Pilate asked if the man was a Galilean. When he learned that Jesus was under Herod’s jurisdiction, he sent him to Herod, who was also in Jerusalem at that time. When Herod saw Jesus, he was greatly pleased, because for a long time he had been wanting to see him. From what he had heard about him, he hoped to see him perform a sign of some sort. He plied him with many questions, but Jesus gave him no answer. The chief priests and the teachers of the law were standing there, vehemently accusing him. Then Herod and his soldiers ridiculed and mocked him. Dressing him in an elegant robe, they sent him back to Pilate. That day Herod and Pilate became friends – before this they had been enemies. (Luke 23.6-12)
You can see how Herod has begun to change. He no longer wants to hear what Jesus has to say – despite the questions he asks. Jesus never refused to answer when someone genuinely wanted to hear the answer. But all Herod wants is for Jesus to perform like a circus monkey. “Do a miracle for me!”
Jesus refuses to answer. Herod is the only person recorded to whom Jesus refuses to address a single word. Not getting what he wants, Herod begins to mock – can you imagine: he has the Son of God before him, and all he can do is mock?!
Actually, it’s not hard to imagine. What Christian hasn’t had someone mock Jesus right in front of them? The Spirit of Jesus, the Holy Spirit, dwells within us; we talk to others of our Lord, his love for them and what he has done – and they mock. Like Herod, their eyes have become blind to the truth, their hearts have been hardened. Sometimes no response on our part is appropriate. We must just listen and keep praying for them – because they don’t want to hear anything we have to say. Their minds are already made up and hardened.
We don’t know why Pilate & Herod had been enemies, but Pilate’s gesture towards him (offering him the jurisdiction over Jesus) and Herod subsequently declining to take action and sending him back is very similar to what we saw earlier – the Pharisees making alliance with Herod against Jesus. Jesus enemies unite together to condemn him to the cross. The charge: from the point of view of the Jews it was that Jesus claimed to be the Messiah; the Lord’s anointed one; the Son of God (and that they did not accept this). From the point of view of Pilate, and of Herod, too, it was because he claimed to be a king – they could use that as an excuse: Jesus was usurping political authority, they could say.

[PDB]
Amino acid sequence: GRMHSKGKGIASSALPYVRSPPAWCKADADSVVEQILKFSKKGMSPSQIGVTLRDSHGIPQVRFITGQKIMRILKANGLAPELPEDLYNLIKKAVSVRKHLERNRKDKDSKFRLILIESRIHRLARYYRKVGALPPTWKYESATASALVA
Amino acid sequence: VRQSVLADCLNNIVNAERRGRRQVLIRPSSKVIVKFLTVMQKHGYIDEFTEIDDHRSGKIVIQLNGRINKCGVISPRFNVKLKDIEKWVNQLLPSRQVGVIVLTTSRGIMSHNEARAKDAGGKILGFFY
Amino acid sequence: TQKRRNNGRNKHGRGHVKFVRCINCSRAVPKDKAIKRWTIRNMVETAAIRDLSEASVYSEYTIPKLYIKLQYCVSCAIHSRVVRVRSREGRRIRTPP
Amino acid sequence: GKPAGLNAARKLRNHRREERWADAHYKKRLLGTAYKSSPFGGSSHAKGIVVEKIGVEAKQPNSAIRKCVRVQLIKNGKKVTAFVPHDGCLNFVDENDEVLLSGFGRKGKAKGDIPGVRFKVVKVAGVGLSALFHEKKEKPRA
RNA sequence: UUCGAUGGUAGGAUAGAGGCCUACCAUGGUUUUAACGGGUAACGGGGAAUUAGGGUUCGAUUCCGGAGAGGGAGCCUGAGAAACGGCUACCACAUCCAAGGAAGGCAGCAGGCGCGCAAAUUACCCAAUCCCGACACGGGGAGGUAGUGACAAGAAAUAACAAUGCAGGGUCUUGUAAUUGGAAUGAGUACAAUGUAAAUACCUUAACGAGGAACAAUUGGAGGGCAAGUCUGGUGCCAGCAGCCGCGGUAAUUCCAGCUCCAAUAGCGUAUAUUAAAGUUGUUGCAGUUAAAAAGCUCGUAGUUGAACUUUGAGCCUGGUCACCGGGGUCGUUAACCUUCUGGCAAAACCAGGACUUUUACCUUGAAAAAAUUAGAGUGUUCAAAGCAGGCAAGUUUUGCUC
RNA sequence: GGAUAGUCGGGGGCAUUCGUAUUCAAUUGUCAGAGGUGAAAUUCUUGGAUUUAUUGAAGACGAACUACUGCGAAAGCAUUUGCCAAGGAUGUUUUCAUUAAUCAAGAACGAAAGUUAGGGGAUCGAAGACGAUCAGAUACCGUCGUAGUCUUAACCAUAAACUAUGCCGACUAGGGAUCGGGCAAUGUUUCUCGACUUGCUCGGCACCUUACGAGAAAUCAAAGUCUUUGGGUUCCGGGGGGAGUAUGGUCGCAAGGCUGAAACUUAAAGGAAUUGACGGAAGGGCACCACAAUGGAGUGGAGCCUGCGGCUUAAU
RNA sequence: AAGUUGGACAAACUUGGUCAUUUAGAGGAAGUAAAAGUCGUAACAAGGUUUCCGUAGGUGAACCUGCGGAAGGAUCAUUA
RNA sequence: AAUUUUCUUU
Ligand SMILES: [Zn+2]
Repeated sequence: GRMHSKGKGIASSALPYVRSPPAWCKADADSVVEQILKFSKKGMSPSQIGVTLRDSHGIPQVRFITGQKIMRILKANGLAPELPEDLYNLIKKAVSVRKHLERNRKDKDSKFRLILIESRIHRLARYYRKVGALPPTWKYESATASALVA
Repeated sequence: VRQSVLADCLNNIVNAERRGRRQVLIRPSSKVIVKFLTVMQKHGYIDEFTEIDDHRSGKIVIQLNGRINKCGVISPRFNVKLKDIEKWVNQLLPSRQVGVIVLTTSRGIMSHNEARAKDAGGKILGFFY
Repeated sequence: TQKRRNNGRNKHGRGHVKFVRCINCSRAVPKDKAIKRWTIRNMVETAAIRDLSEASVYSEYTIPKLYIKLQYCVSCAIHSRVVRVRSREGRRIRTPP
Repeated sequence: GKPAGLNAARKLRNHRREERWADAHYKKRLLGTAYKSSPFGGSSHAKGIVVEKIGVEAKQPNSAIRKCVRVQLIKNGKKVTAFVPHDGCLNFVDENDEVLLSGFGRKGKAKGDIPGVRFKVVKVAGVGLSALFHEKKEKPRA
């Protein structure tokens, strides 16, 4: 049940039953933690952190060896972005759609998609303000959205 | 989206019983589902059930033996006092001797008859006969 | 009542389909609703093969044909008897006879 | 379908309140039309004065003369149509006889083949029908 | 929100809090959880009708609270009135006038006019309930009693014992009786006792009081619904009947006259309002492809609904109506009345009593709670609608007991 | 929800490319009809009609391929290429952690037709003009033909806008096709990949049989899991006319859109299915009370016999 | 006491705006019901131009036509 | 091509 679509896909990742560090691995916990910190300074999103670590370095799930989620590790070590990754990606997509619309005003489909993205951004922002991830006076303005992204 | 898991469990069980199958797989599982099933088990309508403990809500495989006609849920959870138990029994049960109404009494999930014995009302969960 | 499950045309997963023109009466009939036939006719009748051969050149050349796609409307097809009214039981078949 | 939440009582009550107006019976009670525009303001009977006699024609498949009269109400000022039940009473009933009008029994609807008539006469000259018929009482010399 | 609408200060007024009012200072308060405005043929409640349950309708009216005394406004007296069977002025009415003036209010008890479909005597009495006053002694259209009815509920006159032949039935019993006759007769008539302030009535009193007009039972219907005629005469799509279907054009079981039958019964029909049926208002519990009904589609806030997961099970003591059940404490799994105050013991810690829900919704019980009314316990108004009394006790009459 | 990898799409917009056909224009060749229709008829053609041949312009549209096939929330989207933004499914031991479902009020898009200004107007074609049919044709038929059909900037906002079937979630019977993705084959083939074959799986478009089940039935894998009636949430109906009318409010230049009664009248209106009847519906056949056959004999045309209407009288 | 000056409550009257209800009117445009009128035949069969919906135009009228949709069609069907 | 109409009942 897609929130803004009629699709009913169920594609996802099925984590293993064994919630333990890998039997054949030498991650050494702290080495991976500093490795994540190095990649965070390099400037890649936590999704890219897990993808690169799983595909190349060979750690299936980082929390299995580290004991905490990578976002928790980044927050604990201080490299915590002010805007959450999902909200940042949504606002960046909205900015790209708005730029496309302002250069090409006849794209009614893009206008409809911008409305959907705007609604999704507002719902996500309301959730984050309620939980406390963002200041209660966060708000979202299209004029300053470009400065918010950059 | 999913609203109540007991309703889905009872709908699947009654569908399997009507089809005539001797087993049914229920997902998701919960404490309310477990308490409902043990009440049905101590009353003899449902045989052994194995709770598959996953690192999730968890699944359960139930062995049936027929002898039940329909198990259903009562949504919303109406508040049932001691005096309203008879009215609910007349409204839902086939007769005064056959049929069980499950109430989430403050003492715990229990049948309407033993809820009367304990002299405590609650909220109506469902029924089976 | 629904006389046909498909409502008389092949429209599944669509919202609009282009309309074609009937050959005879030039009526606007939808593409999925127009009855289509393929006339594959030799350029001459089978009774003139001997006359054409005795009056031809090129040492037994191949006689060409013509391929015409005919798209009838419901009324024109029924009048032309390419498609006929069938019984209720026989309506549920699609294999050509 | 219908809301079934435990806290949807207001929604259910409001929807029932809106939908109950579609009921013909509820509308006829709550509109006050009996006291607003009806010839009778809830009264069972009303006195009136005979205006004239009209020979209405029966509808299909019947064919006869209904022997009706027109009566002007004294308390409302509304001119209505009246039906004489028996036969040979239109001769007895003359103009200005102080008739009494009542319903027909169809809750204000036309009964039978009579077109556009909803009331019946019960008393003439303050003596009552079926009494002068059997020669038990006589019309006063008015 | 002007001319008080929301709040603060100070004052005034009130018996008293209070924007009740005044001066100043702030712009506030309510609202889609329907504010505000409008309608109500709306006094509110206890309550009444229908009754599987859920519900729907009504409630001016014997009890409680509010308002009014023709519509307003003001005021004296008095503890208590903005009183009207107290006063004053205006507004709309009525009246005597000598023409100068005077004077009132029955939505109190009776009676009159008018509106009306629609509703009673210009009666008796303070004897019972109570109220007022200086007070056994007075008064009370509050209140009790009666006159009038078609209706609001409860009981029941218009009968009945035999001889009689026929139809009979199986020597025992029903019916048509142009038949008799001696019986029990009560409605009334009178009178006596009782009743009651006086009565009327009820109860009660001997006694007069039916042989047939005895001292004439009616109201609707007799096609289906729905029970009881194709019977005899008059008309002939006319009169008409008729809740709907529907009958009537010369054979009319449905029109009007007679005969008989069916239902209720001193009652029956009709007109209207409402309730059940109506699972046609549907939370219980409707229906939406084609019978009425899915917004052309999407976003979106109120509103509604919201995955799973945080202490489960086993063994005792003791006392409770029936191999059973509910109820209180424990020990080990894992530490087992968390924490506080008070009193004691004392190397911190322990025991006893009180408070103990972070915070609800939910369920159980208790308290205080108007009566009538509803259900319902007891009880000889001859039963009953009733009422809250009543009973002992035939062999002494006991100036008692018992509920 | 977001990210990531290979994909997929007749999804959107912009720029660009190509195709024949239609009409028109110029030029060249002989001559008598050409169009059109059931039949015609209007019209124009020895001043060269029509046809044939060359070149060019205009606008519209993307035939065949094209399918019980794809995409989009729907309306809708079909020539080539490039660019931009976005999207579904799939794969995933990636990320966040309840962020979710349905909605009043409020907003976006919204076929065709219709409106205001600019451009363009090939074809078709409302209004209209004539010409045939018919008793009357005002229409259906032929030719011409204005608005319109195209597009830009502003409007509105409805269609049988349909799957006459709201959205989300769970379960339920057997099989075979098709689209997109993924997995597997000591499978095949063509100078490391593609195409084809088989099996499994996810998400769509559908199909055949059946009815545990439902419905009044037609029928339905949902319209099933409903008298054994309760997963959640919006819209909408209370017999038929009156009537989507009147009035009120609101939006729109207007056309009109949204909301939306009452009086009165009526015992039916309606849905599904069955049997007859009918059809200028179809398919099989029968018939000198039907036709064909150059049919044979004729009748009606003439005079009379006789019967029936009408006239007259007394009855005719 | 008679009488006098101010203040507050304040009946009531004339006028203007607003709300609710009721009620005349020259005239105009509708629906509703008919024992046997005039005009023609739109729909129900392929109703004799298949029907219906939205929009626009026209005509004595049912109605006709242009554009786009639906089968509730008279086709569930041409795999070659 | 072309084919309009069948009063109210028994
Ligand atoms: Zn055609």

Why do people reject Jesus today? Is it because he claims to be the only Son of God, the only way to Him? It’s weird to object to that because, if it’s true, then they should fall down before him; and if it’s not, then it doesn’t matter – except that no other explanation for who he is holds up to scrutiny.
Or is it because they think he might upset their own powerbase, their own authority, their own self-determination?
Herod had many opportunities to respond to God’s message to him: John the Baptist was his in-house preacher! But he hardened his heart. Like Pilate, he had the opportunity genuinely to find out what the truth was about Jesus when he came before him in Jerusalem after his arrest. By that time, though, Herod’s slide into opposition to Jesus was almost complete. He made it complete there and then. From that point on Herod was on the wrong side of Easter – already guilty of John the Baptist’s death and now complicit in Jesus’ death.
Shortly after these events, the foreign king Aretus IV, the father of Herod’s first wife, who he had divorced to marry Herodias (which had sparked the problems with John the Baptist) attacked Herod’s armies, who were heavily defeated. Herod’s nephew, Agrippa, then denounced Herod for plotting against Rome and he was sent into exile – replaced by Agrippa – Herod Agrippa. It’s like a soap opera!
Jesus himself warns the disciples about the pervasive influence of procrastination: ‘Be careful,’ Jesus warned them. ‘Watch out for the yeast of the Pharisees and that of Herod.’ (Mark 8.15)
Yeast spreads invisibly throughout dough, and affects every part of it, irreversibly. The yeast of the Pharisees was their “theatre”, their hypocrisy – having an outward form of religion, but not living the powerful reality of it.
Herod’s yeast was procrastination: hearing the Word again and again and forever putting off responding to it.
The death and resurrection of Jesus are powerful realities that we need to respond to. Let’s not be like Herod! Let’s open our hearts and minds again and again to God’s message to us. And let’s pray for courage so as not to be afraid of today’s Herods, but to speak out the message with boldness.